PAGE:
The Hand and The Hen
nytheatre.com review by Lyssa Mandel
July 15, 2007
I never imagined that one day I'd be thankful for the volatile governments of South America. Then lo and behold, Chilean playwright Fernando Josseau appears at the Midtown International Theatre Festival, bringing to light his mistrust of political authority in two subtle, delightfully spiteful fables. Even as this woken'glacier production of Josseau's eerie two-playlet piece The Hand and The Hen does it only fleeting justice, the script shines with the bizarreness, witty precision, and political underpinnings to keep us listening.
We are welcomed to the world of Cipresses Street, a sort of single-room Bermuda Triangle, with several moments of complete darkness accompanied by superbly moody (though often rather loud) original music by Spiros Exaras. The suspenseful composition, a throwback to the days of Joe Friday, sets the tone for an interrogation. The Hand takes us into the apartment of Mr. Qu, a man whose hand has been mysteriously thieved when he stretched it out the window to check for rain. As he rocks and trembles in his armchair, given palpable panic and obvious mental deterioration by Jeffery Steven Allen, the Inspector, played with slyness and a permanent smirk by Paul Daily, circles the room in an attempt to break the case. As absurdity mounts, faintly reminiscent of Ionesco, the Inspector comes up with the idea that it is Qu's own fault that his hand was stolen. In a glimpse of just what Josseau is after, the victim is blamed and the authority can abandon its duties with impunity. Gruesomeness ensues.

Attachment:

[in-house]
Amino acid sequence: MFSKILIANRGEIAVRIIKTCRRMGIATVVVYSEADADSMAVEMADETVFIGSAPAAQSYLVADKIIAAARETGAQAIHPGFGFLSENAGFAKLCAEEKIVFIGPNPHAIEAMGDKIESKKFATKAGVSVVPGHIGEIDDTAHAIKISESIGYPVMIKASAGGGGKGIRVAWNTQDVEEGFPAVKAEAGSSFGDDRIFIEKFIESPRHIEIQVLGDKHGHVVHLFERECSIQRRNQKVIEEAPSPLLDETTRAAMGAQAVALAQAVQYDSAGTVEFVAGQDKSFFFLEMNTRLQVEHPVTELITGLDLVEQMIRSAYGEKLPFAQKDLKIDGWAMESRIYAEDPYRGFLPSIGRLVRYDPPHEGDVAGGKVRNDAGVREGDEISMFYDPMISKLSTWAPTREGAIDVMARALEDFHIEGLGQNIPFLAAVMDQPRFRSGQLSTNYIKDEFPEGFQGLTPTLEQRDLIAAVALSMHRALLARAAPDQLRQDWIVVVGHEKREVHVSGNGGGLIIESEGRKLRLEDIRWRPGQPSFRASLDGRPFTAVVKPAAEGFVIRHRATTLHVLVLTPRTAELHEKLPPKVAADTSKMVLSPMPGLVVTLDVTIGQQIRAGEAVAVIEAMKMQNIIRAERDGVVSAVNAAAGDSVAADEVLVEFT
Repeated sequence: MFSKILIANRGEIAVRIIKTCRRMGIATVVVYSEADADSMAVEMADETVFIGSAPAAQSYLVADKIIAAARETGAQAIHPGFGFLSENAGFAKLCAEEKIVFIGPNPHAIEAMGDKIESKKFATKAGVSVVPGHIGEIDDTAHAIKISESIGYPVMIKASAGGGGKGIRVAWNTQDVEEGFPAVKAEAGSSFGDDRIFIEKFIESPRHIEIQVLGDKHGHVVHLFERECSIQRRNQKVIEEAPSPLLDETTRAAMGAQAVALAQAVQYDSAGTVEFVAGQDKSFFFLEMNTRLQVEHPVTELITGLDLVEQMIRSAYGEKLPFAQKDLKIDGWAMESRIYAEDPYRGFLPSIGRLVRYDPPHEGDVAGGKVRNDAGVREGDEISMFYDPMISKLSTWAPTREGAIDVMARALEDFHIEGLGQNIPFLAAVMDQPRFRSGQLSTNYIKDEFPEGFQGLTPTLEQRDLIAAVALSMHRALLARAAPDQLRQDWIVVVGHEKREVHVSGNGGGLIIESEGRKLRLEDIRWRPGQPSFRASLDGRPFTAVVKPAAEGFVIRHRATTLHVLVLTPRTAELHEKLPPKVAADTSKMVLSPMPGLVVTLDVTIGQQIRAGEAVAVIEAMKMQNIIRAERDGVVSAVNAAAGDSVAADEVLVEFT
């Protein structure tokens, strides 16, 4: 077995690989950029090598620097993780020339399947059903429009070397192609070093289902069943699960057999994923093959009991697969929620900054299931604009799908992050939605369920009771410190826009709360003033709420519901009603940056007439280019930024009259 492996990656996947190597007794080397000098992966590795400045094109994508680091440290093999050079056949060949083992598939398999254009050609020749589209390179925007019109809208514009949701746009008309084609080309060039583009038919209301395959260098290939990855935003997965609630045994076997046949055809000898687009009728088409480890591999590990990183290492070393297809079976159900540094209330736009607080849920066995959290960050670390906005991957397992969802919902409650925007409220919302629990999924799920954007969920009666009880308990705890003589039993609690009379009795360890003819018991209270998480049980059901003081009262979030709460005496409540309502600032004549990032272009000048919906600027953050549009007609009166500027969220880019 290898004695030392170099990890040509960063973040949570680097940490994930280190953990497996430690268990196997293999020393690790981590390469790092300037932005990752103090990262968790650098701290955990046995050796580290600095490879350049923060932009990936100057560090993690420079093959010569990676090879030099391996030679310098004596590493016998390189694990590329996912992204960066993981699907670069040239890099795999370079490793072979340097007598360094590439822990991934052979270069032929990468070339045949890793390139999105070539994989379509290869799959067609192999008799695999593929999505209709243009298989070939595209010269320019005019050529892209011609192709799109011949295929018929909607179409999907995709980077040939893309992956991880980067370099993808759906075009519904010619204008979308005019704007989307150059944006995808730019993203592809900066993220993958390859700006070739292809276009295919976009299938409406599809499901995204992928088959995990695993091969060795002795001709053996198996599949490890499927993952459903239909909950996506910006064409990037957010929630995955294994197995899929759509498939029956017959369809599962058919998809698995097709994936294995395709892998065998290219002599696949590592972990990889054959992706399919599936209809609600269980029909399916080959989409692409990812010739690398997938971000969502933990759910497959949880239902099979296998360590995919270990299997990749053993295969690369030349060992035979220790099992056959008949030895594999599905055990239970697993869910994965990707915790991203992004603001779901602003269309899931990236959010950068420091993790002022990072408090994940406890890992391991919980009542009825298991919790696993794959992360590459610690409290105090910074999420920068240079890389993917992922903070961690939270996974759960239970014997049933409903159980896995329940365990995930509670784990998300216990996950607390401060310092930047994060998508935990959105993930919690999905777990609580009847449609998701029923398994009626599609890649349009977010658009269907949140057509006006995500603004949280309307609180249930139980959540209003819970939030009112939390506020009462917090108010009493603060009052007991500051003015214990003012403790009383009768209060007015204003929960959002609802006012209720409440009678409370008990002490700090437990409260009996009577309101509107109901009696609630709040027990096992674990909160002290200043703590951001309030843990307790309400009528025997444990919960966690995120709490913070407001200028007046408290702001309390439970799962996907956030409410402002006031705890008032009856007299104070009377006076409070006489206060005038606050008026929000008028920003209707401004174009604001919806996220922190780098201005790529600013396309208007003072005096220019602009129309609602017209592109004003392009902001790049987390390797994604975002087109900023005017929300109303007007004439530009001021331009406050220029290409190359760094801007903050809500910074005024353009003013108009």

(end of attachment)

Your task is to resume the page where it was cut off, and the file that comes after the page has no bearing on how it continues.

It is a shame that Josseau's lovely dialogue often flies back and forth so quickly as to lose the dramatic weight and control necessary to infuse every line with meaning and deliver each joke to its full potential. This is especially true of The Hen, a second piece in which an emotionally absent husband is oblivious to the rape of his wife by a slimy but intellectually superior professor and neighbor. Allen and Daily do double duty as the husband—simply "Him"—and Professor Lamertier, respectively. Coco Silvera—"Her"—plays the wronged wife. Though the text is brimming with delicious, underhanded references to philosophers and Christianity and jabs at the disappointing nature of Authority, the execution falls flat. When "He" re-enters the room to find "Her" disheveled in the armchair, Silvera says quite simply, "He has raped me," as if commenting on the weather. I was jumping out of my skin throughout most of this second playlet, desperate for the stakes to be raised to the level of the script. The rape scene itself lacks the fervor of a rape!, I crowed silently, and the husband's descent into his title role as a "chicken" could be so much more pitiful! Josseau's plays call for shock value, nuance, and very careful treatment of each word, all of which I desperately craved throughout the performance.
Director Oscar A. Mendoza deserves credit for his innovative double use of the tiny "living room" space for both plays, surrounded on all four sides by white wooden arches of varying heights serving as symbolic doorframes or windows. It is clear that Mendoza recognizes the genre implicit in Josseau's unnerving scenes of questionable morals, but he stops several steps short of the walloping blow this intricate script has in its power to give.